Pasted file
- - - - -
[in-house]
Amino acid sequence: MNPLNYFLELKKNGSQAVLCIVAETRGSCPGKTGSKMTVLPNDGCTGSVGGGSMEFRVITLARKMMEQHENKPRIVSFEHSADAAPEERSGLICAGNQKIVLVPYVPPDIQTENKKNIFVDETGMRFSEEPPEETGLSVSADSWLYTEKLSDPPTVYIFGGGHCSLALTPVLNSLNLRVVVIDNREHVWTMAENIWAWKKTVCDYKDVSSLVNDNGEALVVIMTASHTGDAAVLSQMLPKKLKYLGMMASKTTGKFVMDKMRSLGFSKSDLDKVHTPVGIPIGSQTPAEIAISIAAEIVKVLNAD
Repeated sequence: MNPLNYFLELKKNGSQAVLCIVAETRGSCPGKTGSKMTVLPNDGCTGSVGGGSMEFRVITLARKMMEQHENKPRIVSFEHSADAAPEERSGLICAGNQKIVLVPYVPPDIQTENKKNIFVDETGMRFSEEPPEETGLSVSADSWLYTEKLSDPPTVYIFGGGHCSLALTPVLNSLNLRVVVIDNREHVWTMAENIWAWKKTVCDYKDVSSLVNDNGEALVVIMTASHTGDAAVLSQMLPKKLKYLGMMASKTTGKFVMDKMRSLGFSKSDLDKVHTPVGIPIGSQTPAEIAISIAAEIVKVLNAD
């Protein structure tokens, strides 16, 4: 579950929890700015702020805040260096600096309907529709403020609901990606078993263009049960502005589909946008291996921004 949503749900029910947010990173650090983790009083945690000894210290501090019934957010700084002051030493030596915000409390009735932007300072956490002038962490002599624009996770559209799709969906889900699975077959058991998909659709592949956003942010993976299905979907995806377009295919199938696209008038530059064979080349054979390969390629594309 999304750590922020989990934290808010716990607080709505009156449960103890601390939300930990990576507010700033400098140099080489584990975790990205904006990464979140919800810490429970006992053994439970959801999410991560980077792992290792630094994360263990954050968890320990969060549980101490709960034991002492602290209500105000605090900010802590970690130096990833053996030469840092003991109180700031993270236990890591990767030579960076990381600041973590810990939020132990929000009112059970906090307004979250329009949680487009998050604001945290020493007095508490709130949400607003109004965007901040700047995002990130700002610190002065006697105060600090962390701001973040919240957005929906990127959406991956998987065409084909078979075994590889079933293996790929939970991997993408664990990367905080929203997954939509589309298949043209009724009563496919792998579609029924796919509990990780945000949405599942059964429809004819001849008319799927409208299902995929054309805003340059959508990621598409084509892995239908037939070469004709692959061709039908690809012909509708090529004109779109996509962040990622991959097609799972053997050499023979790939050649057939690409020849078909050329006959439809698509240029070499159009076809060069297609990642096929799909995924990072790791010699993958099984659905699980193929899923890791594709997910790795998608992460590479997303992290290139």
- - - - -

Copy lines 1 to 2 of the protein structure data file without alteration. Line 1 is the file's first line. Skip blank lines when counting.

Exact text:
[in-house]
Amino acid sequence: MNPLNYFLELKKNGSQAVLCIVAETRGSCPGKTGSKMTVLPNDGCTGSVGGGSMEFRVITLARKMMEQHENKPRIVSFEHSADAAPEERSGLICAGNQKIVLVPYVPPDIQTENKKNIFVDETGMRFSEEPPEETGLSVSADSWLYTEKLSDPPTVYIFGGGHCSLALTPVLNSLNLRVVVIDNREHVWTMAENIWAWKKTVCDYKDVSSLVNDNGEALVVIMTASHTGDAAVLSQMLPKKLKYLGMMASKTTGKFVMDKMRSLGFSKSDLDKVHTPVGIPIGSQTPAEIAISIAAEIVKVLNAD